*This story is shared with client permission.
Through DNA analysis we are able to gather information regarding individuals’ shared heritage, far beyond the basic haplogroup. DNA testing, combined with thorough genealogy research, has helped clients break through genealogy brick walls including difficult-to-trace ancestors, determining an ancestor’s ethnicity, and solving family mysteries that would otherwise be impossible to investigate due to lack of records. With client permission, we share the following reunion made possible through DNA analysis.
In December 2015, Susie W. came to Legacy Tree Genealogists requesting a DNA analysis to help identify her biological father. Susie lives in Papua New Guinea, a small island country north of Australia, with her husband and six children. Her mother is fully Papua New Guinean. Growing up, Susie always felt that she looked and acted differently from the rest of her siblings. She asked her mother questions about her roots, but her mother always answered that Susie took after her grandmother, whom she never knew.
In 1994, her grandfather told her the truth — that she had a different father than the rest of her siblings. Susie, then 16, was shocked and angry. She confronted her mother who confirmed that Susie was the product of a brief encounter with someone who remained unknown. Susie had no name or country to go on. The limited information from her mother was that he was an American tourist working with a Lutheran missionary organization.
For many years after this revelation, Susie searched for more information about her biological father. She left no stone unturned, asking everyone who might know something for clues, but no one knew anything else about her father. She kept hitting a brick wall, and she was quite discouraged. After an exhausting and stressful search, she decided to quit looking.
In 2014, when she heard about DNA testing, she was amazed to learn that a person can find relatives just through a DNA sample. She decided to give it a try. Her results confirmed that her father was of predominantly North Western European heritage. Surprisingly, her closest DNA matches were all British.
When my results were posted around October 2015, I was in for a surprise! I logged in to my account and there was a list of total strangers who happened to be my fourth-to-fifth cousins. For the very first time, I knew where my biological father was from…Europe.
It was an exciting moment for Susie, but she wasn’t satisfied. She didn’t understand how to use her DNA matches to get more information about her father, but she decided she wasn’t going to stop there. She started searching online, and soon she reached our affiliate, MyHeritage.
My instinct was telling me that I would find something on MyHeritage, so I signed up and started looking through historical records. While I was searching on MyHeritage, I came across the link to “hire an expert.”
She enlisted our DNA specialists at Legacy Tree Genealogists to advance her search. As a first step, we located U.K. birth, marriage, and death records, as well as U.K. censuses for her closest DNA matches. This helped determine that the matches were descendants of Charles A. and Louisa V. of Grays Thurrock, Essex, England. We therefore concluded that Susie was also likely a descendant of Charles and Louisa.
One descendant of Charles and Louisa shared DNA with Susie on the X-chromosome. Since the genetic cousin had no ancestry from Papua, New Guinea, we assumed she shared DNA with Susie on her paternal X-chromosome. Therefore, Susie descended from Charles and Louisa through her paternal grandmother. In turn, Susie’s paternal grandmother was a granddaughter of the couple.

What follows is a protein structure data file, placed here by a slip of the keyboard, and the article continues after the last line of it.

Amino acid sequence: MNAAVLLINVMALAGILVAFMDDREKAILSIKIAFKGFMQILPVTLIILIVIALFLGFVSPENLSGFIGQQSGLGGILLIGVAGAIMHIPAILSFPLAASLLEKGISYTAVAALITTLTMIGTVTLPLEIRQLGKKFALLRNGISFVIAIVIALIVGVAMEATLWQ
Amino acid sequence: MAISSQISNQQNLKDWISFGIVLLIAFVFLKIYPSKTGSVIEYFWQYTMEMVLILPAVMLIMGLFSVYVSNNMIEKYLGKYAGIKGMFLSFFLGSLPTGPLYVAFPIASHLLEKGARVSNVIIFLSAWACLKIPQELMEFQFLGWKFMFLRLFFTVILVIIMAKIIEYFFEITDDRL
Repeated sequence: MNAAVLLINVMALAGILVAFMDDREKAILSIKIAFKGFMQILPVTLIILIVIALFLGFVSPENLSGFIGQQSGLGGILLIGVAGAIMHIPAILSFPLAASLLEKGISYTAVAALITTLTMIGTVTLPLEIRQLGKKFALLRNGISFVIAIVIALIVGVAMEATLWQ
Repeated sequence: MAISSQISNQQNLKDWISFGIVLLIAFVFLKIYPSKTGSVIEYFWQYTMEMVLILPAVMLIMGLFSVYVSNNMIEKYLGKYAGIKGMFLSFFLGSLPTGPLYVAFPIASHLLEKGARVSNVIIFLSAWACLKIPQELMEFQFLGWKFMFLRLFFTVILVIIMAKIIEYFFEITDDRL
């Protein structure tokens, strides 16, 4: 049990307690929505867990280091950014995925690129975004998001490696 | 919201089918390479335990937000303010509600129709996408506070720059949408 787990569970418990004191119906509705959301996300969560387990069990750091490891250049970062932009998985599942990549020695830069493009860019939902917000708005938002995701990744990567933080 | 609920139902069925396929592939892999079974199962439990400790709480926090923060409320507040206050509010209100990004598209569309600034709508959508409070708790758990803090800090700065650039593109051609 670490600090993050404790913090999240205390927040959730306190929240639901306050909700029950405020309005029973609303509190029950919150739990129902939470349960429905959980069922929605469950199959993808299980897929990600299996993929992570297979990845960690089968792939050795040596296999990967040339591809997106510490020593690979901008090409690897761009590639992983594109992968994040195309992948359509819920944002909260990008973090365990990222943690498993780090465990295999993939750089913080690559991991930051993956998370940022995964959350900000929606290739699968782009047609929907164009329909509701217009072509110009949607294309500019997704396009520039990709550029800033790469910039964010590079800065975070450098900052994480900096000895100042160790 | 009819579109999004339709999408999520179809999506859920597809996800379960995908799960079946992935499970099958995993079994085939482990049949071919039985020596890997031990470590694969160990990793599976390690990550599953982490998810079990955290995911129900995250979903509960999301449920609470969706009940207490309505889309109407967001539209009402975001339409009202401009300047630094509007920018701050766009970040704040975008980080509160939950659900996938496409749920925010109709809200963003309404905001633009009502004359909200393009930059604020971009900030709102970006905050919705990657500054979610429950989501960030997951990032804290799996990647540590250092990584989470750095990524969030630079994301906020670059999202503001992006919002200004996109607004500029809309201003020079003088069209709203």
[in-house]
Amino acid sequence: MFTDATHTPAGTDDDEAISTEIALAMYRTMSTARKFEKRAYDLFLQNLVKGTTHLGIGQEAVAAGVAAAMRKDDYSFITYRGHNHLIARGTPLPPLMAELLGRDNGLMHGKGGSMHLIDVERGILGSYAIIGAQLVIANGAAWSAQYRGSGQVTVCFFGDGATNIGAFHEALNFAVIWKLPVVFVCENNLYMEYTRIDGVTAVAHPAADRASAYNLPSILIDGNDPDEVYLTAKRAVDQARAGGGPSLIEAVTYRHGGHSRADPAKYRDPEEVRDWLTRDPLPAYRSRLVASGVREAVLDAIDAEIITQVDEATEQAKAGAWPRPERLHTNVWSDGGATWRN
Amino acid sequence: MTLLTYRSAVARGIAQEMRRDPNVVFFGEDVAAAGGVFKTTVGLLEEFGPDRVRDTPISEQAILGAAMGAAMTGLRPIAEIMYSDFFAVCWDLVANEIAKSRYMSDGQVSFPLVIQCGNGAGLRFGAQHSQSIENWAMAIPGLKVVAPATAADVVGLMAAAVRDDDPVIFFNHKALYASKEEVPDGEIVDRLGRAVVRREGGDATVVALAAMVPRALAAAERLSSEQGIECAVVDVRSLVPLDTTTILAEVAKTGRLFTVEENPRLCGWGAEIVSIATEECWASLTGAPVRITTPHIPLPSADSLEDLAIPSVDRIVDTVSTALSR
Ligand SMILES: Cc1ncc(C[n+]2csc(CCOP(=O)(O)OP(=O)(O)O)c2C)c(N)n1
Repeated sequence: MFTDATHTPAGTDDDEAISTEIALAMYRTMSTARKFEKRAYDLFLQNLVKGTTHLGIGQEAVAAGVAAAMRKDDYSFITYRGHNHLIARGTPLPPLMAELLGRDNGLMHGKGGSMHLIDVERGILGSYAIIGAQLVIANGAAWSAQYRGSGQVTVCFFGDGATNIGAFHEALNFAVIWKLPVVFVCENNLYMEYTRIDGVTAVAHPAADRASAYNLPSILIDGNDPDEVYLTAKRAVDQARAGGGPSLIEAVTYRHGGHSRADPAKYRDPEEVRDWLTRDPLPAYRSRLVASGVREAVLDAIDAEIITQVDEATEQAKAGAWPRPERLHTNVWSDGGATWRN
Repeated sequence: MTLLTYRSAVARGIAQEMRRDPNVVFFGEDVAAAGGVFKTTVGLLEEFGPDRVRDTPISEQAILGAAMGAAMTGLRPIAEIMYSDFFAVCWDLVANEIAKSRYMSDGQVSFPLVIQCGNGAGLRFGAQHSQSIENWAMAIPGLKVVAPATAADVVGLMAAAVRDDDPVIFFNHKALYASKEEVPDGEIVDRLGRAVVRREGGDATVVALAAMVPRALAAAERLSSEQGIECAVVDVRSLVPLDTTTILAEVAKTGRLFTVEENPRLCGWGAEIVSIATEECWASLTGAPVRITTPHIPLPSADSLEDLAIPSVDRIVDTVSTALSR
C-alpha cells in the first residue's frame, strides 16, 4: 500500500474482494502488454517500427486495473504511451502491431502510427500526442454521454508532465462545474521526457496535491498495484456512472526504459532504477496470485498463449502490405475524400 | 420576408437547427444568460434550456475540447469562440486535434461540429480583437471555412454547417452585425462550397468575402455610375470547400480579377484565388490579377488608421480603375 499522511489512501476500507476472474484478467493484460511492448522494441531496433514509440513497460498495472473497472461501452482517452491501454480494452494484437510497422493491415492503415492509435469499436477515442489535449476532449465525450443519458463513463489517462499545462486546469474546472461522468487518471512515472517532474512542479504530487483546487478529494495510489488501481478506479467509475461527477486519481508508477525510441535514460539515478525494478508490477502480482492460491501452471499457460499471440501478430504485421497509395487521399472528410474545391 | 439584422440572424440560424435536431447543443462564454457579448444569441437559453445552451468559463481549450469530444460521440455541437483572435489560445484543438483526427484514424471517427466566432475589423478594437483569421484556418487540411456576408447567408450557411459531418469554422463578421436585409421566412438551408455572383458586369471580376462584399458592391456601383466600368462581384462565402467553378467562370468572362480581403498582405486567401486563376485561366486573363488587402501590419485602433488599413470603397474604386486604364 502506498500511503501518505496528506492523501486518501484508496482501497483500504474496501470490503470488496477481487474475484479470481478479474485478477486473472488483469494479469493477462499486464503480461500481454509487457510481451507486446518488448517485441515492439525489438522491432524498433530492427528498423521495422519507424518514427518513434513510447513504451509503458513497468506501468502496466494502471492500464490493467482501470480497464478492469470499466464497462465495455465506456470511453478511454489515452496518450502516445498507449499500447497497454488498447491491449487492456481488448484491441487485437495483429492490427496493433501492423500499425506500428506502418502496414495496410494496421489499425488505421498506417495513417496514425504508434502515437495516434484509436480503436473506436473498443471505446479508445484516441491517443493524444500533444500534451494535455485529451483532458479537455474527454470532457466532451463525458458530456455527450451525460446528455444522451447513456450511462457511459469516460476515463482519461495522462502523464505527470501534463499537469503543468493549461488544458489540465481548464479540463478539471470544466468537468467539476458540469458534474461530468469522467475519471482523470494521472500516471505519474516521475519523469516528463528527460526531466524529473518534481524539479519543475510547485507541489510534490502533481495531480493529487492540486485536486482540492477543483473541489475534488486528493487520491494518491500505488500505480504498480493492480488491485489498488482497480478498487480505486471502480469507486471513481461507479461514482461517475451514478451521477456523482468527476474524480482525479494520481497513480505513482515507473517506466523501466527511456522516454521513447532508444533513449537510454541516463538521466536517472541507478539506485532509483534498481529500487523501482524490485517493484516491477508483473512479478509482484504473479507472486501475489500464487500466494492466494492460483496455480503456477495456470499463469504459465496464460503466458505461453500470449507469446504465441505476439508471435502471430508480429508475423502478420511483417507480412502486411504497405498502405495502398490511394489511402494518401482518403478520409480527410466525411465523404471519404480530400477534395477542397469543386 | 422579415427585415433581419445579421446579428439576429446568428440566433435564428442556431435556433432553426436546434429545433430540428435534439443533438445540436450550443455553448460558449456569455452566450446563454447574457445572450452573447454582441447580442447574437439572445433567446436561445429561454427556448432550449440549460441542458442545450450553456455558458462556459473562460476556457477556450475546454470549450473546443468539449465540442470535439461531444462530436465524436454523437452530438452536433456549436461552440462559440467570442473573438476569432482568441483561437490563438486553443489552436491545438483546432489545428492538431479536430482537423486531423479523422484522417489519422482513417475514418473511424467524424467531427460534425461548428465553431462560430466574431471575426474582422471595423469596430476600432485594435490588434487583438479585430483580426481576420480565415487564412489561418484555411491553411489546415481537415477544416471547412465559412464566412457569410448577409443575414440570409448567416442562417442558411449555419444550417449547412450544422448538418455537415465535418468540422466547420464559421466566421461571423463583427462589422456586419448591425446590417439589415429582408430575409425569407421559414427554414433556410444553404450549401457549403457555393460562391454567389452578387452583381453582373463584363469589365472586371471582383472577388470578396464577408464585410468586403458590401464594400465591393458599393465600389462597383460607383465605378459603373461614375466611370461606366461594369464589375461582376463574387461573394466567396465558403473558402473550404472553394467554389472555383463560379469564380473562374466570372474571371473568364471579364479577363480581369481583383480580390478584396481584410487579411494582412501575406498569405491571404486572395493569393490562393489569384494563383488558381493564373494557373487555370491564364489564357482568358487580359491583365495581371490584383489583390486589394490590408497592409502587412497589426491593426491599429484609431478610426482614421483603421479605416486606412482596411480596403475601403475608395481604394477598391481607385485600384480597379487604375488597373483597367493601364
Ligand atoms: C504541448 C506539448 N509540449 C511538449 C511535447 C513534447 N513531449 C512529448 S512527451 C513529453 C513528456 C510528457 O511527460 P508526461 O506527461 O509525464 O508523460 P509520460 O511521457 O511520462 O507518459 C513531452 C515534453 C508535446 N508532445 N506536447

One of Susie’s other close genetic cousins had no shared DNA with Susie’s other relatives. However, she only had a single line of ancestry from the U.K. A single couple was narrowed down as the likely ancestral candidates of the cousin, Charles P. and his wife, Mary.
Having identified two couples who were likely among Susie’s ancestors but not related to each other, the descendants of each couple were traced. We searched for marriages and relationships among the descendants of the respective families. Finally, a granddaughter of Charles and Louisa was found to have married a grandson of Charles and Mary P. This couple had two sons, either of whom could be Susie’s father!
Susie was ecstatic. She contacted the younger son and his daughter in England and discovered that, while he had never been to Papua New Guinea, his elder brother had. A Legacy Tree Genealogist in Australia joined the effort to locate immigration records for him. These records revealed that the elder brother had a daughter who lived in Queensland, Australia.
Susie reached out to her half-sister in January 2017, and although her sister was quite surprised by the news, she was also excited. They exchanged information and photos, and the half-sister couldn’t believe Susie’s resemblance to their father. The two arranged to meet.
The reunion was so emotional. We connected instantly and talked for hours. It was as if we had known each other forever. The feeling was remarkable, embracing each other for the first time in 40 years and shedding tears of joy together.
Since this meeting, the relationship between Susie and her father, Chris, has been confirmed through a MyHeritage DNA test. They’ve been in contact and Susie has learned of another half-sister as well.
Our lives have changed now that we are family. We are excited to create new memories together with our children. My older sister’s kids are excited to meet me and my children and vice versa. We are looking forward to a big family reunion soon.
When she started her research, Susie was looking to find more information about her heritage and to get a sense of closure.
It turns out that my findings developed into something beautiful. My dad accepted me as his daughter. I gained two new sisters, a niece and a nephew. I’ve also learned the names of my paternal grandparents, great-grandparents and great-great-grandparents.
After a search of over two decades, Susie finally feels complete.
I have found my family and was finally able to get the closure that I so needed through MyHeritage and Legacy Tree Genealogists. I want to tell others who have open questions like me to never give up hope. When there is a will, then there is a way.